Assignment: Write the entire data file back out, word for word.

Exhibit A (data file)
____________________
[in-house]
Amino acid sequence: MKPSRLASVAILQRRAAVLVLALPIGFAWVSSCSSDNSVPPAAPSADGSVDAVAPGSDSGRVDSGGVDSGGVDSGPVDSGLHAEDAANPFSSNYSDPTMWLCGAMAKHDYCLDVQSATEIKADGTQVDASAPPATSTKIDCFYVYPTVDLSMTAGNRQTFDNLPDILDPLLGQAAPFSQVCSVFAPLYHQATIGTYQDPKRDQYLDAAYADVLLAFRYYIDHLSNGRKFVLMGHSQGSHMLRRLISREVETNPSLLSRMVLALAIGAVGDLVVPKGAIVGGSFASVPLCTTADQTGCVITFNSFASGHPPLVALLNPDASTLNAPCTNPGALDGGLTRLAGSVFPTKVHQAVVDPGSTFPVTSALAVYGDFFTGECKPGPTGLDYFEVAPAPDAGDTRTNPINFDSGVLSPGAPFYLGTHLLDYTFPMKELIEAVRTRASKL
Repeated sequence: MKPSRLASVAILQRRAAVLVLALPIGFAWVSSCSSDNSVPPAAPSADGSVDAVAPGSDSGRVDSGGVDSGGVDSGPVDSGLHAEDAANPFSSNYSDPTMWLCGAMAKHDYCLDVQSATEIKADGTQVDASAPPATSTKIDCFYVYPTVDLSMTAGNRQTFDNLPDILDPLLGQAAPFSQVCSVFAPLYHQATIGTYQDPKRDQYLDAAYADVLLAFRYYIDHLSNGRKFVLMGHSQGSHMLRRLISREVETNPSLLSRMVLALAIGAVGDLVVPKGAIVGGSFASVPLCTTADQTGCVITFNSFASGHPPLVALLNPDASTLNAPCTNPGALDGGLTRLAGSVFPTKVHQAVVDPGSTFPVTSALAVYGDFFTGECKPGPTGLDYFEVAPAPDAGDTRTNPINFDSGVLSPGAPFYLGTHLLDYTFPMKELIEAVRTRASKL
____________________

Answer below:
[in-house]
Amino acid sequence: MKPSRLASVAILQRRAAVLVLALPIGFAWVSSCSSDNSVPPAAPSADGSVDAVAPGSDSGRVDSGGVDSGGVDSGPVDSGLHAEDAANPFSSNYSDPTMWLCGAMAKHDYCLDVQSATEIKADGTQVDASAPPATSTKIDCFYVYPTVDLSMTAGNRQTFDNLPDILDPLLGQAAPFSQVCSVFAPLYHQATIGTYQDPKRDQYLDAAYADVLLAFRYYIDHLSNGRKFVLMGHSQGSHMLRRLISREVETNPSLLSRMVLALAIGAVGDLVVPKGAIVGGSFASVPLCTTADQTGCVITFNSFASGHPPLVALLNPDASTLNAPCTNPGALDGGLTRLAGSVFPTKVHQAVVDPGSTFPVTSALAVYGDFFTGECKPGPTGLDYFEVAPAPDAGDTRTNPINFDSGVLSPGAPFYLGTHLLDYTFPMKELIEAVRTRASKL
Repeated sequence: MKPSRLASVAILQRRAAVLVLALPIGFAWVSSCSSDNSVPPAAPSADGSVDAVAPGSDSGRVDSGGVDSGGVDSGPVDSGLHAEDAANPFSSNYSDPTMWLCGAMAKHDYCLDVQSATEIKADGTQVDASAPPATSTKIDCFYVYPTVDLSMTAGNRQTFDNLPDILDPLLGQAAPFSQVCSVFAPLYHQATIGTYQDPKRDQYLDAAYADVLLAFRYYIDHLSNGRKFVLMGHSQGSHMLRRLISREVETNPSLLSRMVLALAIGAVGDLVVPKGAIVGGSFASVPLCTTADQTGCVITFNSFASGHPPLVALLNPDASTLNAPCTNPGALDGGLTRLAGSVFPTKVHQAVVDPGSTFPVTSALAVYGDFFTGECKPGPTGLDYFEVAPAPDAGDTRTNPINFDSGVLSPGAPFYLGTHLLDYTFPMKELIEAVRTRASKL